How to ‘top-up’ your health cover?

How to ‘top-up’ your health cover?

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Standard health covers most people purchase range between Rs 1 lakh and Rs 3 lakh. While this amount may be sufficient for minor hospitalisation or surgery, if something serious happens, you would be left helpless. A massive heart attack can cost up to Rs 5 lakh, and if you meet with a serious accident, it can cost you a fortune. Therefore, as healthcare costs keep rising, you should review if your insurance cover is sufficient or needs a ‘top-up’.

Top-up plans

Health Insurance top-up plans, often called health booster plans are conventional indemnity plans that come into effect and cover hospitalisation costs when you cross the threshold limit of your health insurance policy. This limit is called deductible in insurance terminology. A deductible is nothing but the portion of the claim amount that is not covered by the insurer and must be borne by the insured before the benefits of the policy come into effect.

Top-up plans start with a basic deductible of Rs 1 lakh and can range anywhere between 1 lakh to Rs 5 lakh. A deductible of Rs 1 lakh would mean that the insured person needs to bear the first 1 lakh of the hospitalisation bill and only after that, the insurance company will pay the balance. These top-up plans are economical due to the deductible as the insurance company does not have to bear minor hospitalisation claims which are more likely to be frequent or highly probable.

Top-up plans come in the form of individual plans as well as floater plans. A floater plan covers more than one person and considers them as one unit. If one family member claims, the sum assured is reduced for the rest of the family by that much for the year.


Top-up plans also have some limitations. You may find that most top-up medical insurance plans do not cover pre-hospitalization and post-hospitalisation expenses. Also, top-up health plans cover only single incidence of hospitalisation. It means that only under the circumstance when your hospital bill exceeds the deductible amount during a single incident of hospitalisation, will your top-up plan come into action. To understand this better, let’s share an example. A person gets hospitalised and needs to bear Rs 6 lakh. A top-up plan with a deductible of Rs 3 lakh shall cover the difference of Rs 3 lakh, but if he gets hospitalised twice in a year and needs to cough up 2.5 lakh each time, the top-up plan will not help him at all. It happens because individually, both the hospital bills are well within the deductible limit.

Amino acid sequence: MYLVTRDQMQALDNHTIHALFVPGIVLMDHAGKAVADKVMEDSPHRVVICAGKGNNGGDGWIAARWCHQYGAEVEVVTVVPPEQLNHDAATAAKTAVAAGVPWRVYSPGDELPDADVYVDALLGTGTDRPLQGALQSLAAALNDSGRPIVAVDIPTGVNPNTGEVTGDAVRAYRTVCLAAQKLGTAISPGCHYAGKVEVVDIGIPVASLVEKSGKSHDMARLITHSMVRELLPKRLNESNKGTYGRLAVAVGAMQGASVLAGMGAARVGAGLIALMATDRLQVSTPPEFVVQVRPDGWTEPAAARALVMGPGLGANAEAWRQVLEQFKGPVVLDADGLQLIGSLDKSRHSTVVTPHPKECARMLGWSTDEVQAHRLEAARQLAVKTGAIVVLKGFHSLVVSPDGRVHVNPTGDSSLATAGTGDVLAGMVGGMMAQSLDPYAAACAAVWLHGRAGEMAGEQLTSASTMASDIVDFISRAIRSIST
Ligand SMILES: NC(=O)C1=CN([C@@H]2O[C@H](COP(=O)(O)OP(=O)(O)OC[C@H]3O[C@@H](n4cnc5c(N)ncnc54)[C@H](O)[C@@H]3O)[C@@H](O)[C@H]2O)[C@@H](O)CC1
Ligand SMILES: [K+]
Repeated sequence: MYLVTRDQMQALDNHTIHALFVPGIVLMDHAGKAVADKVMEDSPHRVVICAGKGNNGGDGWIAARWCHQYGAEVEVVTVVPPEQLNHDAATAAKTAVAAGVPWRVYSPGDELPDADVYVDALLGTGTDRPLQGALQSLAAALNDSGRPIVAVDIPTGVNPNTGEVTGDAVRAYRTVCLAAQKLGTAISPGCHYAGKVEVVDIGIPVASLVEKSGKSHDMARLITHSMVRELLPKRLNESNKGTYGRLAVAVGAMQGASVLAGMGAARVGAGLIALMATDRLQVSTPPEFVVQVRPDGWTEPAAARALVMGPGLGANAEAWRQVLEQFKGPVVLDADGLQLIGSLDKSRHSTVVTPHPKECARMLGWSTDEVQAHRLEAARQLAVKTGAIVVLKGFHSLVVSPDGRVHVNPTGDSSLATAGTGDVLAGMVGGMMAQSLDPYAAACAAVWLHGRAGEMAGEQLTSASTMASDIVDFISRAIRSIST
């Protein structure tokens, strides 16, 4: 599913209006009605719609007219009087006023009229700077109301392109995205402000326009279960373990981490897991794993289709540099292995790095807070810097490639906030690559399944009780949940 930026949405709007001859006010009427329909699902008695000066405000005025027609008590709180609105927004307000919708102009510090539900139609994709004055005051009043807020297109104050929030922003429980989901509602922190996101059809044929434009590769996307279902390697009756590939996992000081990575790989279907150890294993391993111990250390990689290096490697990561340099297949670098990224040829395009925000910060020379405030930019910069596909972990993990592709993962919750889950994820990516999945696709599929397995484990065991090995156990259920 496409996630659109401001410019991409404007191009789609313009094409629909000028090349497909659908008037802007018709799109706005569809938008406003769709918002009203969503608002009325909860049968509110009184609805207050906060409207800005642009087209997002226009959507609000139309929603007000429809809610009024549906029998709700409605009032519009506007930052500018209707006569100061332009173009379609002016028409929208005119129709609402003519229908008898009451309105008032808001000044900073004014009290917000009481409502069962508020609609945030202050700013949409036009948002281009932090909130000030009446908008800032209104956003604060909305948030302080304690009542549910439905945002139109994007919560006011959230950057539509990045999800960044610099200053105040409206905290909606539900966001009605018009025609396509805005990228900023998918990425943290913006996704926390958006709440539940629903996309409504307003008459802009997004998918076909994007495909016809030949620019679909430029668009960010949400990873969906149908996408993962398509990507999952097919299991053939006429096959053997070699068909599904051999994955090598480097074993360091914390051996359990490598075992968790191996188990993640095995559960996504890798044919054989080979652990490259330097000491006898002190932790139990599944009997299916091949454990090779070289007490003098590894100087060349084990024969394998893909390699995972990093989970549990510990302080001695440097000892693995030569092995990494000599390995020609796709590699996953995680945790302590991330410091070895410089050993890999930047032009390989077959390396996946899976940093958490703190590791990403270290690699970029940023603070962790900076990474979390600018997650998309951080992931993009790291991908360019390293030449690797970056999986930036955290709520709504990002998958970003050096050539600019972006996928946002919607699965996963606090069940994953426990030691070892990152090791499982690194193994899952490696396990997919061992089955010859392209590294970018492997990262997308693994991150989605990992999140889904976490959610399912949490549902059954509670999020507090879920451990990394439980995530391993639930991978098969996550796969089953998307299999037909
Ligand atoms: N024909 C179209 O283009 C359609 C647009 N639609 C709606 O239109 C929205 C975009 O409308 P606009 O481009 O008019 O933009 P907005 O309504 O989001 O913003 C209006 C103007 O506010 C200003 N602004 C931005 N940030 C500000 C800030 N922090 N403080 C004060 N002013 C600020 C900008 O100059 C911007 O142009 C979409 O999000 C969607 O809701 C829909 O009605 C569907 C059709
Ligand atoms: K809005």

Why do top-up plans make sense?

A top-up on your health insurance plan makes much sense if your base is comfortable. While getting a top-up health insurance policy, you need to keep in mind the deductible amount that must be trumped during a single hospitalisation, for the top-up plan to come into effect. Hence, you should have a standard health cover that takes care of you and your family’s minor health needs and a top-up plan to extend that cover.

You also need to understand that the higher the deductible, the more cost-effective the top-up plan is going to be. If your basic health cover is decent, you can afford a high deductible top-up plan. For example, if a plan has Rs 2 lakh deductible, and a top-up cover of Rs 5 lakh, a 35-year-old insured person has to pay about Rs 5000 as premium. If you increase the deductible to Rs 4 lakh and the top-up cover to Rs 10 lakh, the premium shall come down to about Rs 2500.

You need to understand that top-up medical insurance premiums depend on how close you are to deductible limit. It is easy to comprehend that minor claims landing between Rs 2 lakh and Rs 3 lakh are far more frequent than large claims that are above Rs 4 lakh. Hence, a top-up plan with a high deductible will always be more economical than a top-up health insurance plan with a lower deductible.